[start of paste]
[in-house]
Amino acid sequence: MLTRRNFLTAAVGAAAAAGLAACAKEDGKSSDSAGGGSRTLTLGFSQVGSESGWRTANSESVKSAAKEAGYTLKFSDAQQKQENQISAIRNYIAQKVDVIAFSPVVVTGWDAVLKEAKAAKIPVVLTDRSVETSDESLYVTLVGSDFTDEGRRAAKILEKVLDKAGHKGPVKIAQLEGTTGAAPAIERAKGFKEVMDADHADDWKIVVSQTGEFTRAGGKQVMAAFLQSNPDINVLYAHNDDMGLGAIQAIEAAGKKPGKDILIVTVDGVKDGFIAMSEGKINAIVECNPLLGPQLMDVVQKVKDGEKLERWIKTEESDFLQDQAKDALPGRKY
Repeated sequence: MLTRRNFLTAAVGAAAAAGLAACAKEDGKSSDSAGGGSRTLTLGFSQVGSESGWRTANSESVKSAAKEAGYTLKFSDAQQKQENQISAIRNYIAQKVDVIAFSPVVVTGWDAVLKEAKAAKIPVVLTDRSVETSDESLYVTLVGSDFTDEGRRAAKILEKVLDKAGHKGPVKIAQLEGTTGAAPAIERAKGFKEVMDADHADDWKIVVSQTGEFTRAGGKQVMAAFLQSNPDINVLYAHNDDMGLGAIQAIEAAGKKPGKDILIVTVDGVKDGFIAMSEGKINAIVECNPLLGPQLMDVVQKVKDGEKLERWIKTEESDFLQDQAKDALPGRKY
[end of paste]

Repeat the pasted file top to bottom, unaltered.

[in-house]
Amino acid sequence: MLTRRNFLTAAVGAAAAAGLAACAKEDGKSSDSAGGGSRTLTLGFSQVGSESGWRTANSESVKSAAKEAGYTLKFSDAQQKQENQISAIRNYIAQKVDVIAFSPVVVTGWDAVLKEAKAAKIPVVLTDRSVETSDESLYVTLVGSDFTDEGRRAAKILEKVLDKAGHKGPVKIAQLEGTTGAAPAIERAKGFKEVMDADHADDWKIVVSQTGEFTRAGGKQVMAAFLQSNPDINVLYAHNDDMGLGAIQAIEAAGKKPGKDILIVTVDGVKDGFIAMSEGKINAIVECNPLLGPQLMDVVQKVKDGEKLERWIKTEESDFLQDQAKDALPGRKY
Repeated sequence: MLTRRNFLTAAVGAAAAAGLAACAKEDGKSSDSAGGGSRTLTLGFSQVGSESGWRTANSESVKSAAKEAGYTLKFSDAQQKQENQISAIRNYIAQKVDVIAFSPVVVTGWDAVLKEAKAAKIPVVLTDRSVETSDESLYVTLVGSDFTDEGRRAAKILEKVLDKAGHKGPVKIAQLEGTTGAAPAIERAKGFKEVMDADHADDWKIVVSQTGEFTRAGGKQVMAAFLQSNPDINVLYAHNDDMGLGAIQAIEAAGKKPGKDILIVTVDGVKDGFIAMSEGKINAIVECNPLLGPQLMDVVQKVKDGEKLERWIKTEESDFLQDQAKDALPGRKY